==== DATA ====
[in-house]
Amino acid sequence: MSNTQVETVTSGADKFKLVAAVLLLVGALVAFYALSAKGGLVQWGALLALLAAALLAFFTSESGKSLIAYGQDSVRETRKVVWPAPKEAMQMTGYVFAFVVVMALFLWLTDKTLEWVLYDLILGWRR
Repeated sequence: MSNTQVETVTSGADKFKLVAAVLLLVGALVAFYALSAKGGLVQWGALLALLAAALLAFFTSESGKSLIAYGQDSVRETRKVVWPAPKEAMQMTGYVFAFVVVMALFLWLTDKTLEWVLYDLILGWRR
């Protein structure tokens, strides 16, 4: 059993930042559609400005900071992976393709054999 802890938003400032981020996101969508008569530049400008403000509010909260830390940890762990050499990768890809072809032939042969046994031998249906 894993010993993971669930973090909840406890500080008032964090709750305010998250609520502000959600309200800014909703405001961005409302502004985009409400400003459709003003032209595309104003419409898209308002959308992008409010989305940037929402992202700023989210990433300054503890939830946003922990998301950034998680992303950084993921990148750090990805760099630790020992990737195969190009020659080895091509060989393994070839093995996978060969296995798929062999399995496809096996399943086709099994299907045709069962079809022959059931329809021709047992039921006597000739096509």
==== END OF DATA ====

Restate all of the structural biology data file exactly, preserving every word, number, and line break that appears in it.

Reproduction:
[in-house]
Amino acid sequence: MSNTQVETVTSGADKFKLVAAVLLLVGALVAFYALSAKGGLVQWGALLALLAAALLAFFTSESGKSLIAYGQDSVRETRKVVWPAPKEAMQMTGYVFAFVVVMALFLWLTDKTLEWVLYDLILGWRR
Repeated sequence: MSNTQVETVTSGADKFKLVAAVLLLVGALVAFYALSAKGGLVQWGALLALLAAALLAFFTSESGKSLIAYGQDSVRETRKVVWPAPKEAMQMTGYVFAFVVVMALFLWLTDKTLEWVLYDLILGWRR
């Protein structure tokens, strides 16, 4: 059993930042559609400005900071992976393709054999 802890938003400032981020996101969508008569530049400008403000509010909260830390940890762990050499990768890809072809032939042969046994031998249906 894993010993993971669930973090909840406890500080008032964090709750305010998250609520502000959600309200800014909703405001961005409302502004985009409400400003459709003003032209595309104003419409898209308002959308992008409010989305940037929402992202700023989210990433300054503890939830946003922990998301950034998680992303950084993921990148750090990805760099630790020992990737195969190009020659080895091509060989393994070839093995996978060969296995798929062999399995496809096996399943086709099994299907045709069962079809022959059931329809021709047992039921006597000739096509």